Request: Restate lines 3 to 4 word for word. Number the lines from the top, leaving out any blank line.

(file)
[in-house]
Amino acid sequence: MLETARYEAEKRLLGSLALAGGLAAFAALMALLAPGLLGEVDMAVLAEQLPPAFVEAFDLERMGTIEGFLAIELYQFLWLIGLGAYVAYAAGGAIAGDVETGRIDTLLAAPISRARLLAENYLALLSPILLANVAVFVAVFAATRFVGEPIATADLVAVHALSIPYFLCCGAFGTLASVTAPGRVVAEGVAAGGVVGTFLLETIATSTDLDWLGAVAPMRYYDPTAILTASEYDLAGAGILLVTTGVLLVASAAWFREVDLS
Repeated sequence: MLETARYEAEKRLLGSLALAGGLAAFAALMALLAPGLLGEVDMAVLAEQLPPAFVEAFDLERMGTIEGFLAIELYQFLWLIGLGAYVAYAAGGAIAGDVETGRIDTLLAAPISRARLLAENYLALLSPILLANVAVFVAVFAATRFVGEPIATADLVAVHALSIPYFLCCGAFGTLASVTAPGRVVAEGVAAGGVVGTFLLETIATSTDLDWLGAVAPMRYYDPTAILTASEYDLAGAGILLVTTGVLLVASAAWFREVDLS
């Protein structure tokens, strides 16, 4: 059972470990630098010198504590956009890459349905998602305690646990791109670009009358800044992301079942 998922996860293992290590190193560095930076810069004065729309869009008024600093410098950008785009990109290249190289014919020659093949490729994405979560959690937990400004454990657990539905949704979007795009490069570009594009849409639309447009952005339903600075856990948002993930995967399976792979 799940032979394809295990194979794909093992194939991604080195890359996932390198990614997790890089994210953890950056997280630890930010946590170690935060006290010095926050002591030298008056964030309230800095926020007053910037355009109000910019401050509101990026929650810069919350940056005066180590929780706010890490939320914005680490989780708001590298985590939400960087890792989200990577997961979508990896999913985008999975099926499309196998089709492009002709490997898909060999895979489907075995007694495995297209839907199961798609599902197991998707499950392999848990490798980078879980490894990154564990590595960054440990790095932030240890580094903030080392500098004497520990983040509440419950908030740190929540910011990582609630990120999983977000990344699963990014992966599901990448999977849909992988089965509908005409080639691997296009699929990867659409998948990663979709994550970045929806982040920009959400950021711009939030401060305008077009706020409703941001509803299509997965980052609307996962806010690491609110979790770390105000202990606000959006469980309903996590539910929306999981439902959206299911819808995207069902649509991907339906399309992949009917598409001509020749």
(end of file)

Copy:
Repeated sequence: MLETARYEAEKRLLGSLALAGGLAAFAALMALLAPGLLGEVDMAVLAEQLPPAFVEAFDLERMGTIEGFLAIELYQFLWLIGLGAYVAYAAGGAIAGDVETGRIDTLLAAPISRARLLAENYLALLSPILLANVAVFVAVFAATRFVGEPIATADLVAVHALSIPYFLCCGAFGTLASVTAPGRVVAEGVAAGGVVGTFLLETIATSTDLDWLGAVAPMRYYDPTAILTASEYDLAGAGILLVTTGVLLVASAAWFREVDLS
């Protein structure tokens, strides 16, 4: 059972470990630098010198504590956009890459349905998602305690646990791109670009009358800044992301079942 998922996860293992290590190193560095930076810069004065729309869009008024600093410098950008785009990109290249190289014919020659093949490729994405979560959690937990400004454990657990539905949704979007795009490069570009594009849409639309447009952005339903600075856990948002993930995967399976792979 799940032979394809295990194979794909093992194939991604080195890359996932390198990614997790890089994210953890950056997280630890930010946590170690935060006290010095926050002591030298008056964030309230800095926020007053910037355009109000910019401050509101990026929650810069919350940056005066180590929780706010890490939320914005680490989780708001590298985590939400960087890792989200990577997961979508990896999913985008999975099926499309196998089709492009002709490997898909060999895979489907075995007694495995297209839907199961798609599902197991998707499950392999848990490798980078879980490894990154564990590595960054440990790095932030240890580094903030080392500098004497520990983040509440419950908030740190929540910011990582609630990120999983977000990344699963990014992966599901990448999977849909992988089965509908005409080639691997296009699929990867659409998948990663979709994550970045929806982040920009959400950021711009939030401060305008077009706020409703941001509803299509997965980052609307996962806010690491609110979790770390105000202990606000959006469980309903996590539910929306999981439902959206299911819808995207069902649509991907339906399309992949009917598409001509020749």